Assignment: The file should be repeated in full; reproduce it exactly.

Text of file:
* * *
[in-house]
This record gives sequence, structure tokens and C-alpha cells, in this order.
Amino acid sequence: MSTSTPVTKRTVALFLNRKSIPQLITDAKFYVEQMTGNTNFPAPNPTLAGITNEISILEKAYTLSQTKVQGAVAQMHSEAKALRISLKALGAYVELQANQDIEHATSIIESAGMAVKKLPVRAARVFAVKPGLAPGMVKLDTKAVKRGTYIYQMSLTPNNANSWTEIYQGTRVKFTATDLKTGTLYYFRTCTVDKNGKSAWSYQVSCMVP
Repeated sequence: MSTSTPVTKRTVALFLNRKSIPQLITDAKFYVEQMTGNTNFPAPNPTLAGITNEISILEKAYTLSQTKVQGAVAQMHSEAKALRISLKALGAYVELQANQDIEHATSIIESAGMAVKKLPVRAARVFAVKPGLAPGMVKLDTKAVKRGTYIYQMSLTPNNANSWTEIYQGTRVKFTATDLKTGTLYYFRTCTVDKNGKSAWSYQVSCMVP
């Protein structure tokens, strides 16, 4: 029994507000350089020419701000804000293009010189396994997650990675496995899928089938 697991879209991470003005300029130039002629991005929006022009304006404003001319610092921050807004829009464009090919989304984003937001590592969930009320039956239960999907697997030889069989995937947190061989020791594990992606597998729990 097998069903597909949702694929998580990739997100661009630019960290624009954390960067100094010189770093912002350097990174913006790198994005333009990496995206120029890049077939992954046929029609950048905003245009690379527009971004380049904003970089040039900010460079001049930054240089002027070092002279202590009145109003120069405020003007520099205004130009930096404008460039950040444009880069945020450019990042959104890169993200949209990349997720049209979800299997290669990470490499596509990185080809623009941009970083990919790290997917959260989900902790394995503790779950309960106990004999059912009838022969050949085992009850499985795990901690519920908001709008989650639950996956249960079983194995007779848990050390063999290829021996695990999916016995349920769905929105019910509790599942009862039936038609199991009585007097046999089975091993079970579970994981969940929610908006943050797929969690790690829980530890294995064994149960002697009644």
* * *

[in-house]
This record gives sequence, structure tokens and C-alpha cells, in this order.
Amino acid sequence: MSTSTPVTKRTVALFLNRKSIPQLITDAKFYVEQMTGNTNFPAPNPTLAGITNEISILEKAYTLSQTKVQGAVAQMHSEAKALRISLKALGAYVELQANQDIEHATSIIESAGMAVKKLPVRAARVFAVKPGLAPGMVKLDTKAVKRGTYIYQMSLTPNNANSWTEIYQGTRVKFTATDLKTGTLYYFRTCTVDKNGKSAWSYQVSCMVP
Repeated sequence: MSTSTPVTKRTVALFLNRKSIPQLITDAKFYVEQMTGNTNFPAPNPTLAGITNEISILEKAYTLSQTKVQGAVAQMHSEAKALRISLKALGAYVELQANQDIEHATSIIESAGMAVKKLPVRAARVFAVKPGLAPGMVKLDTKAVKRGTYIYQMSLTPNNANSWTEIYQGTRVKFTATDLKTGTLYYFRTCTVDKNGKSAWSYQVSCMVP
């Protein structure tokens, strides 16, 4: 029994507000350089020419701000804000293009010189396994997650990675496995899928089938 697991879209991470003005300029130039002629991005929006022009304006404003001319610092921050807004829009464009090919989304984003937001590592969930009320039956239960999907697997030889069989995937947190061989020791594990992606597998729990 097998069903597909949702694929998580990739997100661009630019960290624009954390960067100094010189770093912002350097990174913006790198994005333009990496995206120029890049077939992954046929029609950048905003245009690379527009971004380049904003970089040039900010460079001049930054240089002027070092002279202590009145109003120069405020003007520099205004130009930096404008460039950040444009880069945020450019990042959104890169993200949209990349997720049209979800299997290669990470490499596509990185080809623009941009970083990919790290997917959260989900902790394995503790779950309960106990004999059912009838022969050949085992009850499985795990901690519920908001709008989650639950996956249960079983194995007779848990050390063999290829021996695990999916016995349920769905929105019910509790599942009862039936038609199991009585007097046999089975091993079970579970994981969940929610908006943050797929969690790690829980530890294995064994149960002697009644």